Pets at Home trims forecast as sales growth disappoints

Lyssa McGowan, Pets At Home CEO

Wilmslow-based pet and vet retailer Pets at Home Group trimmed its annual profit forecast on Tuesday as the firm’s CEO said sales growth during its peak trading period “didn’t quite hit the levels we expected.”

Pets at Home said it now expects underlying profit before tax of about £132 million, down from a previous target of about £136.8 million.

The firm said in a third-quarter trading statement for the 12 week period to January 4, 2024, that revenue rose 4.3% in Q3 to £362.4 million.

“While Q3 saw resilient growth against a challenging comparative, growth in our retail business was not at the levels we had expected,” said Pets at Home.

“As such we now expect FY24 group underlying PBT to be c£132m, which assumes no sequential improvement in our retail business LFL run rate through Q4 as we trade against a period of exceptionally strong trading last year.

“Our expectations of our Vet Group performance are unchanged.

“Our balance sheet remains robust and we expect to finish the year in a net cash position, having returned over £100m to shareholders via ordinary dividends and our ongoing share buyback.”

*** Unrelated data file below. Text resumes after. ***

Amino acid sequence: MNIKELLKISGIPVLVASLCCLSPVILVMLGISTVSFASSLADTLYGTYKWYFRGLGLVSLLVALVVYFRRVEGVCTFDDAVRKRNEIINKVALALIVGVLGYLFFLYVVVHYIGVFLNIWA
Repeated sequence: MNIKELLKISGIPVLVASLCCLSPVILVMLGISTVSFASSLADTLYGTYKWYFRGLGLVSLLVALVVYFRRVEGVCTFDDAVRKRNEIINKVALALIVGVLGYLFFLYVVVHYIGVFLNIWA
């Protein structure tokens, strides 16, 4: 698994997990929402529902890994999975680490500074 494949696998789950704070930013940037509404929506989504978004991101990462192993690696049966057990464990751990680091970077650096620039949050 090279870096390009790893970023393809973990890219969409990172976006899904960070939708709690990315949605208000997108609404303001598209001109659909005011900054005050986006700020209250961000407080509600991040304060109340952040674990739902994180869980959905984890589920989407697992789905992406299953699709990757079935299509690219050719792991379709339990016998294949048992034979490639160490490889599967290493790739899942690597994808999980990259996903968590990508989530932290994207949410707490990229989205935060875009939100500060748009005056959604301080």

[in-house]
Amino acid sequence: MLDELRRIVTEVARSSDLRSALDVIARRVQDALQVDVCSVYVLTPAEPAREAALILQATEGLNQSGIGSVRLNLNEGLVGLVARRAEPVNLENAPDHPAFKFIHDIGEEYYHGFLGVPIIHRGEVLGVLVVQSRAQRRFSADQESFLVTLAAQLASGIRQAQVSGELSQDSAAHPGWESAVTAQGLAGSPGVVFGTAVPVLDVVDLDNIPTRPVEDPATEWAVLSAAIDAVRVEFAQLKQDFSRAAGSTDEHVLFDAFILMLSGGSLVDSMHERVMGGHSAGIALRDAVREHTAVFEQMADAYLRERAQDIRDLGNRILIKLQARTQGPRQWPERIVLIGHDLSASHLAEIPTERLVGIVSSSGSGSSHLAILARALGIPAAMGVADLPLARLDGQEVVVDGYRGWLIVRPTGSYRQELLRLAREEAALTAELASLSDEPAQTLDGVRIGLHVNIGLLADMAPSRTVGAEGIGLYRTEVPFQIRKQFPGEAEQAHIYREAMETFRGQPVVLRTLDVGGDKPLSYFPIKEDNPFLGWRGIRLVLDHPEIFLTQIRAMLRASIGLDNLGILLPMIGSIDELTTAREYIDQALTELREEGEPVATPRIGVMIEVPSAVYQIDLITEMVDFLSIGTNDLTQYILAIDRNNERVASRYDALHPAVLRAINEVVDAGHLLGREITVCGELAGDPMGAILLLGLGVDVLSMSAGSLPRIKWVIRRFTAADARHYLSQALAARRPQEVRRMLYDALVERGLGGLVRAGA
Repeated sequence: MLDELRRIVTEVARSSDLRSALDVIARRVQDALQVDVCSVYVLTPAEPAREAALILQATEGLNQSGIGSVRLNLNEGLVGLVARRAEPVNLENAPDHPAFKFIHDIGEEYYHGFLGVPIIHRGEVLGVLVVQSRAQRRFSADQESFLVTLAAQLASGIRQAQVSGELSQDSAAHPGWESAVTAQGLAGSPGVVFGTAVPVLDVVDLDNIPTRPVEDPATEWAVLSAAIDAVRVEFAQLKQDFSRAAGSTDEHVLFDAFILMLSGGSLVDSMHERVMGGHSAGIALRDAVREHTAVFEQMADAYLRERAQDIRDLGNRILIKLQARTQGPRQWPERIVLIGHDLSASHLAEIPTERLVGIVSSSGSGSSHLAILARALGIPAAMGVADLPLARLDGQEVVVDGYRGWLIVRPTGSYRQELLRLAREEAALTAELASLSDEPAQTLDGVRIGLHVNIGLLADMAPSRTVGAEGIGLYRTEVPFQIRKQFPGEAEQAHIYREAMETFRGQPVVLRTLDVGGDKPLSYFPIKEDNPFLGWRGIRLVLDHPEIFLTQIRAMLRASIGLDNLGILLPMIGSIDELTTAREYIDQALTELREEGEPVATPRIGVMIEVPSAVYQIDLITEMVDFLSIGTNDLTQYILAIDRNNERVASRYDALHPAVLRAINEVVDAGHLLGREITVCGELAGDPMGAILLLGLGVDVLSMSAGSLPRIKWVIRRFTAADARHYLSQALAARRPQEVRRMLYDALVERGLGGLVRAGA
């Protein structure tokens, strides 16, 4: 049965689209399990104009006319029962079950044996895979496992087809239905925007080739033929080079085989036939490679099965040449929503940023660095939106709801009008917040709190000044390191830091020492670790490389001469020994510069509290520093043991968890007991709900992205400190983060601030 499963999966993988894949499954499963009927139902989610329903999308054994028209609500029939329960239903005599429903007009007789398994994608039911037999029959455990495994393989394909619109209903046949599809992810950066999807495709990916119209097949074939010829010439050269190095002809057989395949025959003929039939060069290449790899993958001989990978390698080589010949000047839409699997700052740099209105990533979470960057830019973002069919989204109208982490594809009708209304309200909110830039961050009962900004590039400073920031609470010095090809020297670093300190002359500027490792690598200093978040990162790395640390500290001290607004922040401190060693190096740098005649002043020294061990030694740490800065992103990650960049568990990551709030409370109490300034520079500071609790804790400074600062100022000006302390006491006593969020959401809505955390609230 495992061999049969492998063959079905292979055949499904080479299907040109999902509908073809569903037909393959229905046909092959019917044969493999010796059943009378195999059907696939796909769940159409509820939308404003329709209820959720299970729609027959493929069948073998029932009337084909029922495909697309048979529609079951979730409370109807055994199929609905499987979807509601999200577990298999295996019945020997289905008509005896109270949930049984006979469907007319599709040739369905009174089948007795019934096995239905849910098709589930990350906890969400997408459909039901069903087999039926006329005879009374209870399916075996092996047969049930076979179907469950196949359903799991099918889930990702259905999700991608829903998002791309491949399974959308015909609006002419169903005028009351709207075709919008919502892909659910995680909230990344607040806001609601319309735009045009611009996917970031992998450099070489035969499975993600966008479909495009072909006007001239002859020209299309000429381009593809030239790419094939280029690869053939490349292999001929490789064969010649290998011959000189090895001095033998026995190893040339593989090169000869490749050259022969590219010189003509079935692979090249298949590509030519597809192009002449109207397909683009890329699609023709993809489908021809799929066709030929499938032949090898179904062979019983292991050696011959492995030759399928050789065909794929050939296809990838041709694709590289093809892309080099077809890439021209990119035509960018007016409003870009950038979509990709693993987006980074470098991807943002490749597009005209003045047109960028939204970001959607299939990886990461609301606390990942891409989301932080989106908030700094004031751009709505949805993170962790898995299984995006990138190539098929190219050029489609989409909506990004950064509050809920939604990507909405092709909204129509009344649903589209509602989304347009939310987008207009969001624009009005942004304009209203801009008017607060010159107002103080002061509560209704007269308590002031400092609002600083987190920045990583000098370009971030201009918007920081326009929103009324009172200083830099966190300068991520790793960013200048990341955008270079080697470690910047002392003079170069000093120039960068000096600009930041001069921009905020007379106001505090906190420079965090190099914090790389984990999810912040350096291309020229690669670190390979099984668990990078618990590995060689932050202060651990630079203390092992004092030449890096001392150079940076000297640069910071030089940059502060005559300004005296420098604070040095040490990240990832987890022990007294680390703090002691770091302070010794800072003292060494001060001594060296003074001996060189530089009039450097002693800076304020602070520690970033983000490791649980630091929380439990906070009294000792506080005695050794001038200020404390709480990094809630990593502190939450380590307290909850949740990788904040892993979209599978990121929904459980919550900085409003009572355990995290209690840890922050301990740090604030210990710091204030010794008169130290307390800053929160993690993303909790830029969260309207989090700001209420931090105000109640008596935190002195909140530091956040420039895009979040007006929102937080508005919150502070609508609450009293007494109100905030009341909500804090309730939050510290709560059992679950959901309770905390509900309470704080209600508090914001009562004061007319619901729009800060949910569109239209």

Pets at Home CEO Lyssa McGowan said: “Our colleagues came together over our peak trading period to deliver a record sales performance, growing against a very strong performance in the prior year.

“While a slower market over peak meant our sales growth didn’t quite hit the levels we expected, the business remains well positioned to benefit from long term growth in the sector as we continue to win share and grow volumes across food and deliver differentiated performance through our unique vets business.

“Importantly, we will shortly follow up launching our new distribution centre with the launch of our new digital platform, in line with our target.

“Our new digital platform is a key foundation of our growth strategy, bringing vastly improved user experience to our consumers, and creating opportunities to improve cross-sell into accessories and further grow share of wallet.

“With these foundations now in place we are well positioned for the future.”

Sophie Lund-Yates, lead equity analyst, Hargreaves Lansdown, said: “Rather than contending with unruly puppies, Pets at Home is dealing with a sales performance that’s fallen far out of line.

“The profit downgrade won’t be taken kindly by investors, who have long been hailing the brand as a resilient option amid consumer pressure.

“Food sales are moving in the right direction but have lost some steam, although these remain stronger than accessories.

“Pet owners are continuing to shy away from buying more lucrative, but less essential, extras for their furry companions amid cost-of-living pressures.

“Pets at Home is doing all it can to stoke growth which has reduced to embers. This includes bringing new brands online as well as making stores more attractive.

“Unfortunately for now, there isn’t a clear-cut path through this.

“The new digital platform could help spark a bit more activity but given the very physical nature of Pets at Home’s appeal, it may not be the cure-all management’s hoping for.”